As gas prices increased into Memorial Day weekend--the traditional start of the summer travel season--consumers admit those rising prices are having an effect on their summer travel plans, although perhaps not as much as one might expect.
"In recent years, we've seen rising fuel prices and airline-related concerns prompt travelers to take shorter trips," said Rand McNally editorial director Laurie Borman, in a statement. "Even so, the American tradition of the summer road trip remains strong, with three-quarters of adults at least somewhat likely to take a summer road trip in 2008."
According to a survey by Rand McNally, 75% of Americans said they are at least somewhat likely to take a road trip this year. Nearly a third of them (29%) said they were very likely to take a road trip. However, two-thirds of U.S. adults who planned to take a road trip this summer have altered their plans because of rising gas prices. According to the survey, more than half--57%--said they will shorten their trip's duration or distance. However, only 10% said they will cancel their trips altogether.
Changes in the airline industry could also have an effect on Americans' summer road trips. A quarter of the respondents said they would be more likely to take a road trip this summer if airfare costs continued to rise. (The survey was conducted before American Airlines revealed its plans to begin charging for checked baggage.)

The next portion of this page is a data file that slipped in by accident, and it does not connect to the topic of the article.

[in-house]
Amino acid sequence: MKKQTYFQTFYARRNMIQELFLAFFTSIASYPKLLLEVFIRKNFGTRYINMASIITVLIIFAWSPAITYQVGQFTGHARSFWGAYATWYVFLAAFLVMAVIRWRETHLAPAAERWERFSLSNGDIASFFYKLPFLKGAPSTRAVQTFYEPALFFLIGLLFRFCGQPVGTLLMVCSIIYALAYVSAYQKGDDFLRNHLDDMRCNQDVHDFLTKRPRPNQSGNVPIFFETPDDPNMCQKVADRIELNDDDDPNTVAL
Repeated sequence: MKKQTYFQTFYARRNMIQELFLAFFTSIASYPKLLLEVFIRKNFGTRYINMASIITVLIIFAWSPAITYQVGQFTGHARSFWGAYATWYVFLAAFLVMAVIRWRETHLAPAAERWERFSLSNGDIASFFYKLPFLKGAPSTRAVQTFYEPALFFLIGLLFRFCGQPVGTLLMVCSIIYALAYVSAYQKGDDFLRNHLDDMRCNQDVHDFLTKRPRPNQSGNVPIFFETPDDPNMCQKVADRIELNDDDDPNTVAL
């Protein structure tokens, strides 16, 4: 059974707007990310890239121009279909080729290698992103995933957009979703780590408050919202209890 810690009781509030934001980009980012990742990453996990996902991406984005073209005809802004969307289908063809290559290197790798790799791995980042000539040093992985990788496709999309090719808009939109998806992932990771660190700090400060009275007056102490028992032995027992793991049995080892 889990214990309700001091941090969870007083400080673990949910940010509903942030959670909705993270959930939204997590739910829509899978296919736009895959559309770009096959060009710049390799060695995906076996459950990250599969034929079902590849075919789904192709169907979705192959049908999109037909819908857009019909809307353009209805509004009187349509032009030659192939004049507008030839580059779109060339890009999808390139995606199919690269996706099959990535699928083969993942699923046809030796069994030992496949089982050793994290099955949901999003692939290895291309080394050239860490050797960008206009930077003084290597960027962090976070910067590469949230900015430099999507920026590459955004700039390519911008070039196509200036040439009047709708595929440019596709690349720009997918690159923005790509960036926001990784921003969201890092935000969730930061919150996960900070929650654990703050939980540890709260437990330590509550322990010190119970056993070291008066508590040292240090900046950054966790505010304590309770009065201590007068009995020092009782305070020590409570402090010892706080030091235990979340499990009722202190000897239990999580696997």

The average length of an American's summer road trip vacation is five days, with 85% saying their trips would be a week or less. One in four adults said their road trips would take them to a lake or a beach, according to the survey.
Meanwhile, at those water destinations, boaters are expected to remain on the water. According to the National Marine Manufacturers Association, only 1% of 2,400 boaters surveyed said they did not plan to take their boats on the water due to the rising cost of gasoline. The survey also showed that only 3% of boaters last year opted not to take their boats out because of fuel costs.
"Rising fuel costs have certainly shifted boater habits, causing them to take shorter trips and reduce cruising speeds, but we expect boaters' passion for the lifestyle to continue to lead them to the water this summer," said NMMA president Thom Dammrick, in a statement.